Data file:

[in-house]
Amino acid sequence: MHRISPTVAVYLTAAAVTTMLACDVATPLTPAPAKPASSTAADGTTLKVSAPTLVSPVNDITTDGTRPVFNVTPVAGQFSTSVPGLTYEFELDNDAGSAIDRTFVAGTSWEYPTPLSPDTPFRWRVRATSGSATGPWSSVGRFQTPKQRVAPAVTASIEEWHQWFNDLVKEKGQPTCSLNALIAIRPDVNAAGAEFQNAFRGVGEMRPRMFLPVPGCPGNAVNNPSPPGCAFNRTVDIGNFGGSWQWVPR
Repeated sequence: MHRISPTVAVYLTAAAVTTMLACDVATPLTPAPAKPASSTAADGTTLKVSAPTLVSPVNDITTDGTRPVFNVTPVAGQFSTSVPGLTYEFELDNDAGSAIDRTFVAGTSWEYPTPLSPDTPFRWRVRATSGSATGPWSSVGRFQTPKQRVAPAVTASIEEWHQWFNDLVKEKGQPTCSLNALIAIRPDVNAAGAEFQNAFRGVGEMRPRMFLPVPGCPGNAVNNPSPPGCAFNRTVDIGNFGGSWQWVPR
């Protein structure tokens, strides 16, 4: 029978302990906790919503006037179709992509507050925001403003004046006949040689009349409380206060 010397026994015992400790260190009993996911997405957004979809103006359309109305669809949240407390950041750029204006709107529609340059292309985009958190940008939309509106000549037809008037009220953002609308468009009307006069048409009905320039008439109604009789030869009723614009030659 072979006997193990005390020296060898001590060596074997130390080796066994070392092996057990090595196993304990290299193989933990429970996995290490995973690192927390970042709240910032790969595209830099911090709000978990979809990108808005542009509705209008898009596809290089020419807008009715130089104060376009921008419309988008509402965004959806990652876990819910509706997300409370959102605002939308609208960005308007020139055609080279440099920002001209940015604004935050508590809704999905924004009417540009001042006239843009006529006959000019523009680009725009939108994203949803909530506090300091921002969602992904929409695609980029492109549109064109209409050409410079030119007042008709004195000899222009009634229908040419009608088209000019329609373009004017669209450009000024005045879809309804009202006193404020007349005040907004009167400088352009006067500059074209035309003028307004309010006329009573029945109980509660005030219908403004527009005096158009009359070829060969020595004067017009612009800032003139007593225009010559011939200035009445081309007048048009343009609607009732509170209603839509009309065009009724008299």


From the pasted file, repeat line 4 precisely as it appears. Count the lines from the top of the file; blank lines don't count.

């Protein structure tokens, strides 16, 4: 029978302990906790919503006037179709992509507050925001403003004046006949040689009349409380206060 010397026994015992400790260190009993996911997405957004979809103006359309109305669809949240407390950041750029204006709107529609340059292309985009958190940008939309509106000549037809008037009220953002609308468009009307006069048409009905320039008439109604009789030869009723614009030659 072979006997193990005390020296060898001590060596074997130390080796066994070392092996057990090595196993304990290299193989933990429970996995290490995973690192927390970042709240910032790969595209830099911090709000978990979809990108808005542009509705209008898009596809290089020419807008009715130089104060376009921008419309988008509402965004959806990652876990819910509706997300409370959102605002939308609208960005308007020139055609080279440099920002001209940015604004935050508590809704999905924004009417540009001042006239843009006529006959000019523009680009725009939108994203949803909530506090300091921002969602992904929409695609980029492109549109064109209409050409410079030119007042008709004195000899222009009634229908040419009608088209000019329609373009004017669209450009000024005045879809309804009202006193404020007349005040907004009167400088352009006067500059074209035309003028307004309010006329009573029945109980509660005030219908403004527009005096158009009359070829060969020595004067017009612009800032003139007593225009010559011939200035009445081309007048048009343009609607009732509170209603839509009309065009009724008299």